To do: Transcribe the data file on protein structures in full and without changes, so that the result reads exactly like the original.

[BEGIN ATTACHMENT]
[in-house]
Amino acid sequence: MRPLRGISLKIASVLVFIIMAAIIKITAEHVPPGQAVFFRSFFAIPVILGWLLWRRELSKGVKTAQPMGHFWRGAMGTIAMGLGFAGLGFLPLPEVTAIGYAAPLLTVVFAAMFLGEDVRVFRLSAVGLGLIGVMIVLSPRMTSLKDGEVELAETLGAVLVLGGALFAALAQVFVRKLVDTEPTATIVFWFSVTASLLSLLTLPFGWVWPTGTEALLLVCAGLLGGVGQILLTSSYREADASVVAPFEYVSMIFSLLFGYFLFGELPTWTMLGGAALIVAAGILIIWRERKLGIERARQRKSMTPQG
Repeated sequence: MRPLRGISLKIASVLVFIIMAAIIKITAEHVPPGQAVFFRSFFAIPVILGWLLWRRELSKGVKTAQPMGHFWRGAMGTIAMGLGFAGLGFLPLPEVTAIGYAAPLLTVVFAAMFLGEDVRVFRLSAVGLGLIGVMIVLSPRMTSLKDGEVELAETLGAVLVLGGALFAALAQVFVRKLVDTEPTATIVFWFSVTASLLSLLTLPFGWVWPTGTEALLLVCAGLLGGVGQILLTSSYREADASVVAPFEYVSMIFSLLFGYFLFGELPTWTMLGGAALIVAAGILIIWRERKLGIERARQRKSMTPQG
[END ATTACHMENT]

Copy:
[in-house]
Amino acid sequence: MRPLRGISLKIASVLVFIIMAAIIKITAEHVPPGQAVFFRSFFAIPVILGWLLWRRELSKGVKTAQPMGHFWRGAMGTIAMGLGFAGLGFLPLPEVTAIGYAAPLLTVVFAAMFLGEDVRVFRLSAVGLGLIGVMIVLSPRMTSLKDGEVELAETLGAVLVLGGALFAALAQVFVRKLVDTEPTATIVFWFSVTASLLSLLTLPFGWVWPTGTEALLLVCAGLLGGVGQILLTSSYREADASVVAPFEYVSMIFSLLFGYFLFGELPTWTMLGGAALIVAAGILIIWRERKLGIERARQRKSMTPQG
Repeated sequence: MRPLRGISLKIASVLVFIIMAAIIKITAEHVPPGQAVFFRSFFAIPVILGWLLWRRELSKGVKTAQPMGHFWRGAMGTIAMGLGFAGLGFLPLPEVTAIGYAAPLLTVVFAAMFLGEDVRVFRLSAVGLGLIGVMIVLSPRMTSLKDGEVELAETLGAVLVLGGALFAALAQVFVRKLVDTEPTATIVFWFSVTASLLSLLTLPFGWVWPTGTEALLLVCAGLLGGVGQILLTSSYREADASVVAPFEYVSMIFSLLFGYFLFGELPTWTMLGGAALIVAAGILIIWRERKLGIERARQRKSMTPQG